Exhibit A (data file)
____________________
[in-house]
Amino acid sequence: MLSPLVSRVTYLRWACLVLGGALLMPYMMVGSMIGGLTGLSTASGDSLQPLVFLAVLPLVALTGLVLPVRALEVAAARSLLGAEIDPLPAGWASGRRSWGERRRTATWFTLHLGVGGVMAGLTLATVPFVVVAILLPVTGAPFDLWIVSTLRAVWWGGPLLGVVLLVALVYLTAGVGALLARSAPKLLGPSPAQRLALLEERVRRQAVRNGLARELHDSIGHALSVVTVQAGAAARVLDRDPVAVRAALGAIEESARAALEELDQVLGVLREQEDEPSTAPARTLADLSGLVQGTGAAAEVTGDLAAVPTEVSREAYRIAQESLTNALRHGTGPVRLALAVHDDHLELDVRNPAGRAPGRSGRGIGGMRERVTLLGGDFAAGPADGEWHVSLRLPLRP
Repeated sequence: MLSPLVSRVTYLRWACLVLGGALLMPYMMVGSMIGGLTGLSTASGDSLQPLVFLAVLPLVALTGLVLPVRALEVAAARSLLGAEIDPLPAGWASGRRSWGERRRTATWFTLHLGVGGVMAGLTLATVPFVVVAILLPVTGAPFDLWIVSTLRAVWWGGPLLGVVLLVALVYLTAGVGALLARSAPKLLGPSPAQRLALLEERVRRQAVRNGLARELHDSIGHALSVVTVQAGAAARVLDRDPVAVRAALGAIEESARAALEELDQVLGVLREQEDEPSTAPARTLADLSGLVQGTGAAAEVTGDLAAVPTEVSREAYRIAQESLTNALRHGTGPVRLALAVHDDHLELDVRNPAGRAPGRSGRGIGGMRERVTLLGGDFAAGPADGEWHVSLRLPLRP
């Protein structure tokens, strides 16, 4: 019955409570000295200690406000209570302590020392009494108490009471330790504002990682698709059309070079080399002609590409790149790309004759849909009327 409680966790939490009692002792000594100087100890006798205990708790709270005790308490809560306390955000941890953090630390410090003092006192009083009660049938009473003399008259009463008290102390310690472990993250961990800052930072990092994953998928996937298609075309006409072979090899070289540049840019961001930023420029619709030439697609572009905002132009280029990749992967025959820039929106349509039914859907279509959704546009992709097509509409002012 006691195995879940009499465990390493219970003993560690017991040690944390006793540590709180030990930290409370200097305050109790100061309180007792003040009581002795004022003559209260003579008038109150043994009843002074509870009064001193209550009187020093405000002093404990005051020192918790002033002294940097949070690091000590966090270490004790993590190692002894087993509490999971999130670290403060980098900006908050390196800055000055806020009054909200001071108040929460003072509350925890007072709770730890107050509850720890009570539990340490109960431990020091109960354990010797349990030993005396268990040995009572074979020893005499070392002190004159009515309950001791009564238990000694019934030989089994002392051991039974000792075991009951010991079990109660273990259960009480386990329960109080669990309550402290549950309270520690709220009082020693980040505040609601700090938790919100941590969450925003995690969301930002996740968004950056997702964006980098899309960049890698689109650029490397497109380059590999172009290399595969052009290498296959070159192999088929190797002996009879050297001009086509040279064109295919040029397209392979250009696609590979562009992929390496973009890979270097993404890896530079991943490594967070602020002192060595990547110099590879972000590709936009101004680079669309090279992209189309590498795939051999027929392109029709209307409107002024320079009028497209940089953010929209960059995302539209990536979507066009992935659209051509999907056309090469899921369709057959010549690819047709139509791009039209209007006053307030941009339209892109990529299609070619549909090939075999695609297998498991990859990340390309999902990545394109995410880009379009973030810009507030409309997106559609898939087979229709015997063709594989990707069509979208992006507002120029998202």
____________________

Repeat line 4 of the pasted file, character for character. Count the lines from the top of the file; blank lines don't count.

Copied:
């Protein structure tokens, strides 16, 4: 019955409570000295200690406000209570302590020392009494108490009471330790504002990682698709059309070079080399002609590409790149790309004759849909009327 409680966790939490009692002792000594100087100890006798205990708790709270005790308490809560306390955000941890953090630390410090003092006192009083009660049938009473003399008259009463008290102390310690472990993250961990800052930072990092994953998928996937298609075309006409072979090899070289540049840019961001930023420029619709030439697609572009905002132009280029990749992967025959820039929106349509039914859907279509959704546009992709097509509409002012 006691195995879940009499465990390493219970003993560690017991040690944390006793540590709180030990930290409370200097305050109790100061309180007792003040009581002795004022003559209260003579008038109150043994009843002074509870009064001193209550009187020093405000002093404990005051020192918790002033002294940097949070690091000590966090270490004790993590190692002894087993509490999971999130670290403060980098900006908050390196800055000055806020009054909200001071108040929460003072509350925890007072709770730890107050509850720890009570539990340490109960431990020091109960354990010797349990030993005396268990040995009572074979020893005499070392002190004159009515309950001791009564238990000694019934030989089994002392051991039974000792075991009951010991079990109660273990259960009480386990329960109080669990309550402290549950309270520690709220009082020693980040505040609601700090938790919100941590969450925003995690969301930002996740968004950056997702964006980098899309960049890698689109650029490397497109380059590999172009290399595969052009290498296959070159192999088929190797002996009879050297001009086509040279064109295919040029397209392979250009696609590979562009992929390496973009890979270097993404890896530079991943490594967070602020002192060595990547110099590879972000590709936009101004680079669309090279992209189309590498795939051999027929392109029709209307409107002024320079009028497209940089953010929209960059995302539209990536979507066009992935659209051509999907056309090469899921369709057959010549690819047709139509791009039209209007006053307030941009339209892109990529299609070619549909090939075999695609297998498991990859990340390309999902990545394109995410880009379009973030810009507030409309997106559609898939087979229709015997063709594989990707069509979208992006507002120029998202």